Germany is leading Europe toward extending economically devastating lockdowns as Western Europe scrambles to quell a second more deadly wave of COVID-19, potentially exacerbated by "mutant" strains like B.1.1.7, first isolated as a driver of infections in the UK. As Germany prepares to extend a nationwide lockdown until the end of January, other governments in Europe are considering taking similar steps to prolong or strengthen restrictions on movement and businesses.
With these mutant strains available as a convenient boogeyman to justify more draconian measures as winter in the northern hemisphere drags on, leaders from across Europe are considering prolonging or strengthening restrictions to battle highly contagious mutations of coronavirus.
As Germany reported a series of record numbers for cases and deaths over the holiday period, cries for extending the lockdown intensified.
"Premature easing would set us back very far again," Markus Söder, the premier of Bavaria and leader of the CSU, one of Germany’s governing parties, said on Sunday, after the heads of the country’s 16 states met virtually over the weekend. "The numbers are simply still far too high,” he added. “As annoying as it is, we have to stay consistent and not give up too soon again."
Europe's outbreak hasn't outpaced the US, but it remains a bastion for the pandemic in a world where much of the world continues to struggle with the virus.
Germany's infection rate currently is at triple the level that policymakers deemed "safe" to start reopening last spring. German Chancellor Angela Merkel is expected to meet with the heads of Germany's states to discuss plans for the expansion, before making an announcement.
Even Boris Johnson has warmed to the possibility of delaying the return of students to British schools.
The French government moved on Saturday to move a nightly curfew in 15 states in the east and south-east of the country back from 2000 local time to to 1800 as incidence of coronavirus in those areas has been climbing more rapidly than elsewhere in France. France has also delayed the reopening of cinemas and museums, though schools are still expected to resume after the holiday.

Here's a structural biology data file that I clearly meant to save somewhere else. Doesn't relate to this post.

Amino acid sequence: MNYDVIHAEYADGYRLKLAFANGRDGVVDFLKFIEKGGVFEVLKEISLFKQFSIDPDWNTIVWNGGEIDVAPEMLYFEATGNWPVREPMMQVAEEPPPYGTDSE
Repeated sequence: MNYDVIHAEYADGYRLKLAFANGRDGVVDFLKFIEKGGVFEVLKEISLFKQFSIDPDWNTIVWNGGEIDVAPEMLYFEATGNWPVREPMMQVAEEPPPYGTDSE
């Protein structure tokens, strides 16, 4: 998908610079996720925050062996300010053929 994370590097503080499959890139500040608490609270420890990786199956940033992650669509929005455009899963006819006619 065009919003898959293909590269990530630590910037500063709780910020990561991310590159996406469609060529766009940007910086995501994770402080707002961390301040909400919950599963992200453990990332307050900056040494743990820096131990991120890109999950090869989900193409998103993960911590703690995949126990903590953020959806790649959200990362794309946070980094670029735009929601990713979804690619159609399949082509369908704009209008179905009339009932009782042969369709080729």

Over the last week, Ireland, which embraced strict lockdowns early on, has seen new cases, hospitalizations and deaths accelerate. Deputy PM Leo Varadkar said further restrictions could not be ruled out even after Dublin already ordered new restrictions for the second time in eight days last week. "I think the situation is very alarming. We can see hospitalizations increasing at a rapid rate, numbers in ICU increasing too," Varadkar said in an interview with reporters. He added that the "explosion" of cases in the days since Christmas has outpaced the modeling.
Some are criticizing European nations (France, in particular) for taking too long to roll out vaccination campaigns. In France, lawmakers are selecting 35 people to form a "collective of citizens" in charge of deciding on vaccine strategy in the country. To the chagrin of public health officials, Europeans are refusing the vaccines in larger numbers than they anticipated.
But if we've learned anything, it's that frantic warnings about lockdowns and overflowing hospital wards is often enough to convince some people to change their minds.